Written by Rachel Atkins
Living Voices | 600 North 36th Street, Suite 221, Seattle WA 98103 | 206-328-0798 FAX 206-328-4626 | livingvoices@livingvoices.org
The experience of Native Americans in the 1930's and 1940's. A Navajo girl explores her family's past while struggling to keep her culture in a government-run boarding school. Her vision of becoming a modern healer in a changing world is brought to life as her community joins the U.S. in World War II.

Recommended Age:
4th Grade through University/Corporate.


Civil Rights
Civics (Government)
US Constitution
US History
Native American History
World War II
Multi Cultural Education
Creative Writing
Theatre / Drama
Media / Television - Film
Native Vision focuses on the story of Alice Benally, a young Navajo girl who is taken from her home and placed in a government-run boarding school during the 1930s, as part of a government effort to "civilize" Native American children into mainstream society.

Growing up, Alice and her cousin Carl learn the stories of previous generations and these schools. Their grandmother was sent to Carlisle Indian School in Pennsylvania, the first of the off-reservation boarding schools. These children were isolated from their families, forced to speak only English and to break all ties with traditional life. Alice and Carl are sent to a boarding school located on the Navajo reservation, allowing them to return home to their family in the summers.

Healing traditions have been passed down to Alice through her family. Her grandfather, father and uncle are all hataali, medicine men. Her mother and grandmother also teach Alice about traditional healing plants and remedies. At boarding school, Alice is put to work in the infirmary, and later encouraged to pursue a career as a nurse. After high school, she attends the Sage Memorial Hospital School of Nursing, established exclusively for training Native American women as nurses. Alice strives to find a balance between Western medicine and the Navajo traditions of healing.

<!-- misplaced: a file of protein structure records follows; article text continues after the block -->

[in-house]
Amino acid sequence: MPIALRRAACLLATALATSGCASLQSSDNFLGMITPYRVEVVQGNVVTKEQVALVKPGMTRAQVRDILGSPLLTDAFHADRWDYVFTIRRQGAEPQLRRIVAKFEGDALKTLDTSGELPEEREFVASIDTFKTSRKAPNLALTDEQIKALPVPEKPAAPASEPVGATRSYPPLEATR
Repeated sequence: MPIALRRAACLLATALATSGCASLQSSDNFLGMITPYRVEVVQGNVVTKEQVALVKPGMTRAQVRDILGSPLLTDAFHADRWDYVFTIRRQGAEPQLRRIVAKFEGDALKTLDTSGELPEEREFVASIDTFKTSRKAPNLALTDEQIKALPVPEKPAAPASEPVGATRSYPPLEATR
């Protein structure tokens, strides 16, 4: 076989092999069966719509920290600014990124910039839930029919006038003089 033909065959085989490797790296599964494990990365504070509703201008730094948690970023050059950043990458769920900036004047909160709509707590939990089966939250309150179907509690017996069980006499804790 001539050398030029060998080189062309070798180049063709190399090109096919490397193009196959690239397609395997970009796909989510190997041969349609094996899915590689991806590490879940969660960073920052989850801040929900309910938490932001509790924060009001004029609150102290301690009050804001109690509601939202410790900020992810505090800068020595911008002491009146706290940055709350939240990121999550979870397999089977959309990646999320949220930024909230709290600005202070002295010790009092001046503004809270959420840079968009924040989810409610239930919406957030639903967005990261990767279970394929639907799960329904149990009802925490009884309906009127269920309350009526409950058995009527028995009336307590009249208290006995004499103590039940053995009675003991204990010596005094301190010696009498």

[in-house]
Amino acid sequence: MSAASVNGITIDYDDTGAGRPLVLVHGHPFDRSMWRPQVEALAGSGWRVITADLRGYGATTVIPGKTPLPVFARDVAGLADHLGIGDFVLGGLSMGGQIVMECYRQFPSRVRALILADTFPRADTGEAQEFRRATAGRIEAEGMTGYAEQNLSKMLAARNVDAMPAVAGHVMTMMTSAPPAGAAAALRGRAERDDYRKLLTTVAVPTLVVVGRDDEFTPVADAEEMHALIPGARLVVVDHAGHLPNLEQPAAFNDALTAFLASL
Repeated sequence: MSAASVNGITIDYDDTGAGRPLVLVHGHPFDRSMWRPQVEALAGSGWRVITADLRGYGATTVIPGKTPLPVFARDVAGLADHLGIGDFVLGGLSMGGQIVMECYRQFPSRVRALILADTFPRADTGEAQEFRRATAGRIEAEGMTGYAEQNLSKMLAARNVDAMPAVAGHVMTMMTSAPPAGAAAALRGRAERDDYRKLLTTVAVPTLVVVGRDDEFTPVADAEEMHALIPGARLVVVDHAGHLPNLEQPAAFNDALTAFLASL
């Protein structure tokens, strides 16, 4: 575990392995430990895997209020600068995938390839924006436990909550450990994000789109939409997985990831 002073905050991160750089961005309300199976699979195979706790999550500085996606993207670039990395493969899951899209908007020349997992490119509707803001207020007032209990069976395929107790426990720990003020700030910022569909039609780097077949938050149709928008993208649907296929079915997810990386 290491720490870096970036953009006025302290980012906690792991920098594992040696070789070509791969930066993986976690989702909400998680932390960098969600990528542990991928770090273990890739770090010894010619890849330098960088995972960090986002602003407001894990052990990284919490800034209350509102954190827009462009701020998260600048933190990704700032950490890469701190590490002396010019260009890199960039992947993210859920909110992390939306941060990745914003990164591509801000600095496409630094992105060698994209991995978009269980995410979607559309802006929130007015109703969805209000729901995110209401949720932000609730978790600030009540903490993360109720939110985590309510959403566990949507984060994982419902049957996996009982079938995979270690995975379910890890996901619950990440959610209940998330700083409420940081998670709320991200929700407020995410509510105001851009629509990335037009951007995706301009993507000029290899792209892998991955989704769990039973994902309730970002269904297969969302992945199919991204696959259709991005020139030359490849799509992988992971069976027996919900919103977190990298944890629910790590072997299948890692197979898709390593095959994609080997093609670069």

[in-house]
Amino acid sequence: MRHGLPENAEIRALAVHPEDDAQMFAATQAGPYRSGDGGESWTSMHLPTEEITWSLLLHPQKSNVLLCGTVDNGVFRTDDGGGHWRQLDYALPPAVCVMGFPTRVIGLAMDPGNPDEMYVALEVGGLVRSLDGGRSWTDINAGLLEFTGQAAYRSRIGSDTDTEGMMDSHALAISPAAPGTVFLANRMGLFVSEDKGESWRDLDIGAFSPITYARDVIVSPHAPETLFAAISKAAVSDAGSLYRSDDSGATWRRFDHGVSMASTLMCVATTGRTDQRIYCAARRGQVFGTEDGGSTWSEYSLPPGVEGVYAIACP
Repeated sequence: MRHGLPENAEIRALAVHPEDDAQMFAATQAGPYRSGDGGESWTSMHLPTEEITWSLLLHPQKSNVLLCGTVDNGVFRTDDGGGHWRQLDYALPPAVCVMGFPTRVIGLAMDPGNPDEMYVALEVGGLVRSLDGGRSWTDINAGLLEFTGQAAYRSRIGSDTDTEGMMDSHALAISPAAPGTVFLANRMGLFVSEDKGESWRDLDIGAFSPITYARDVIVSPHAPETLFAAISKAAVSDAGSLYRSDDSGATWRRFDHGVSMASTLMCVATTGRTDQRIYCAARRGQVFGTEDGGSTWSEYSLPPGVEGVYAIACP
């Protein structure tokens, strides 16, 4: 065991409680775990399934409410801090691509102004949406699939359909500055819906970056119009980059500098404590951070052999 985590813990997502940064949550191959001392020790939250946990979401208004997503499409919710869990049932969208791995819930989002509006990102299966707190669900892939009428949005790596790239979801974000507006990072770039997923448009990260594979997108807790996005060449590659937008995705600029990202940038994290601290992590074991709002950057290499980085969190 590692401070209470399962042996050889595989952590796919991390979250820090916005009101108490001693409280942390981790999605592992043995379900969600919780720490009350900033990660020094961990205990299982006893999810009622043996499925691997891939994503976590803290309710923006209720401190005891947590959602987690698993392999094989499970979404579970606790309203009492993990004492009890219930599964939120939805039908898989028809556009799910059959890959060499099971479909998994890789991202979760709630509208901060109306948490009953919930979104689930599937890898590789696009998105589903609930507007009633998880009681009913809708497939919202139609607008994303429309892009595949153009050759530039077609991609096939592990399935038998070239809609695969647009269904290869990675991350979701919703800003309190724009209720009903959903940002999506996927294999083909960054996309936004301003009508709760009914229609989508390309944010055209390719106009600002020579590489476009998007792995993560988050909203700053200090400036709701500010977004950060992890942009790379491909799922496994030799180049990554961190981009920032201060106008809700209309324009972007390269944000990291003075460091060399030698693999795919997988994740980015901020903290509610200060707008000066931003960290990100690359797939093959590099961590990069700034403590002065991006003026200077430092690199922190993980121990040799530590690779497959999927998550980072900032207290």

When World War II breaks out, Carl is eager to serve, and enlists in a special program with the Marines, who are recruiting Navajo men from the reservation. When Alice graduates from nursing school, she decides to join the Navy and is ultimately stationed at the Naval hospital in San Diego, where she is able to see Carl during his training. Before shipping out to the South Pacific, Carl reveals to Alice his work as a Code Talker, but swears her to secrecy.

When the war ends, Alice returns to the reservation with Carl, who tells her that the work of the Code Talkers is still classified information. Alice reflects on all the different kinds of healing she and her community need from their connections to the outside world, and what she can do to help as a healer from both worlds.

Through Alice's experiences of fighting to retain her culture and traditions within unfamiliar and sometimes hostile environments, we also hear the stories of her family, ancestors and tribe. These stories demonstrate the internal and external conflicts faced by generations of young Native Americans and parallel the broader history of Native American life.